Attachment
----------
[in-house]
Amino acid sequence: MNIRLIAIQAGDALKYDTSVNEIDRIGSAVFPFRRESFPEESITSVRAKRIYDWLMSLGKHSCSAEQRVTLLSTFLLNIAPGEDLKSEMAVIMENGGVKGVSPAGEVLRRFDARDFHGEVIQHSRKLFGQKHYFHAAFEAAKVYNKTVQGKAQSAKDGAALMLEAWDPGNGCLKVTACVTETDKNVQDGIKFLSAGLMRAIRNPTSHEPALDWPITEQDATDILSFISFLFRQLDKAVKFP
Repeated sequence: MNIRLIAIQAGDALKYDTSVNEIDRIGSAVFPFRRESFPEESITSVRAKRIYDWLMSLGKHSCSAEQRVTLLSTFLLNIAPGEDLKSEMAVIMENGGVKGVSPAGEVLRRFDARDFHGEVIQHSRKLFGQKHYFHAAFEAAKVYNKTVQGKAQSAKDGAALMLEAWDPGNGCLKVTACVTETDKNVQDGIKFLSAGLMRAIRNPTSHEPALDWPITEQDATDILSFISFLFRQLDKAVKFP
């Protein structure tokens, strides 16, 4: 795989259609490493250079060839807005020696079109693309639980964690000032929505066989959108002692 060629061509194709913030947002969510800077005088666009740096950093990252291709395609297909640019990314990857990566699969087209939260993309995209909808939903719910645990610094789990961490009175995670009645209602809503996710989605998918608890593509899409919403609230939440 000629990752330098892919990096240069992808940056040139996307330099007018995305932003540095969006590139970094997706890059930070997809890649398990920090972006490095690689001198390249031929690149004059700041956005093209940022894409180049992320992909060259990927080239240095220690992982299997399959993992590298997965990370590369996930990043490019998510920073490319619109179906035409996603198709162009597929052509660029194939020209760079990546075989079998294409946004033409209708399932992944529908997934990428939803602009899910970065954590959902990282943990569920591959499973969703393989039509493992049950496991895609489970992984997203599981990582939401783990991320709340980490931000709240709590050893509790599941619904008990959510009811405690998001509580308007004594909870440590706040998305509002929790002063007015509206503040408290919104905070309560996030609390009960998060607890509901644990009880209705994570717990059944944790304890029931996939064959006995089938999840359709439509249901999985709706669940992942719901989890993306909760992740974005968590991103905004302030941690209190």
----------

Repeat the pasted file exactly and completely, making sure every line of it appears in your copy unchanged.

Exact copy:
[in-house]
Amino acid sequence: MNIRLIAIQAGDALKYDTSVNEIDRIGSAVFPFRRESFPEESITSVRAKRIYDWLMSLGKHSCSAEQRVTLLSTFLLNIAPGEDLKSEMAVIMENGGVKGVSPAGEVLRRFDARDFHGEVIQHSRKLFGQKHYFHAAFEAAKVYNKTVQGKAQSAKDGAALMLEAWDPGNGCLKVTACVTETDKNVQDGIKFLSAGLMRAIRNPTSHEPALDWPITEQDATDILSFISFLFRQLDKAVKFP
Repeated sequence: MNIRLIAIQAGDALKYDTSVNEIDRIGSAVFPFRRESFPEESITSVRAKRIYDWLMSLGKHSCSAEQRVTLLSTFLLNIAPGEDLKSEMAVIMENGGVKGVSPAGEVLRRFDARDFHGEVIQHSRKLFGQKHYFHAAFEAAKVYNKTVQGKAQSAKDGAALMLEAWDPGNGCLKVTACVTETDKNVQDGIKFLSAGLMRAIRNPTSHEPALDWPITEQDATDILSFISFLFRQLDKAVKFP
């Protein structure tokens, strides 16, 4: 795989259609490493250079060839807005020696079109693309639980964690000032929505066989959108002692 060629061509194709913030947002969510800077005088666009740096950093990252291709395609297909640019990314990857990566699969087209939260993309995209909808939903719910645990610094789990961490009175995670009645209602809503996710989605998918608890593509899409919403609230939440 000629990752330098892919990096240069992808940056040139996307330099007018995305932003540095969006590139970094997706890059930070997809890649398990920090972006490095690689001198390249031929690149004059700041956005093209940022894409180049992320992909060259990927080239240095220690992982299997399959993992590298997965990370590369996930990043490019998510920073490319619109179906035409996603198709162009597929052509660029194939020209760079990546075989079998294409946004033409209708399932992944529908997934990428939803602009899910970065954590959902990282943990569920591959499973969703393989039509493992049950496991895609489970992984997203599981990582939401783990991320709340980490931000709240709590050893509790599941619904008990959510009811405690998001509580308007004594909870440590706040998305509002929790002063007015509206503040408290919104905070309560996030609390009960998060607890509901644990009880209705994570717990059944944790304890029931996939064959006995089938999840359709439509249901999985709706669940992942719901989890993306909760992740974005968590991103905004302030941690209190």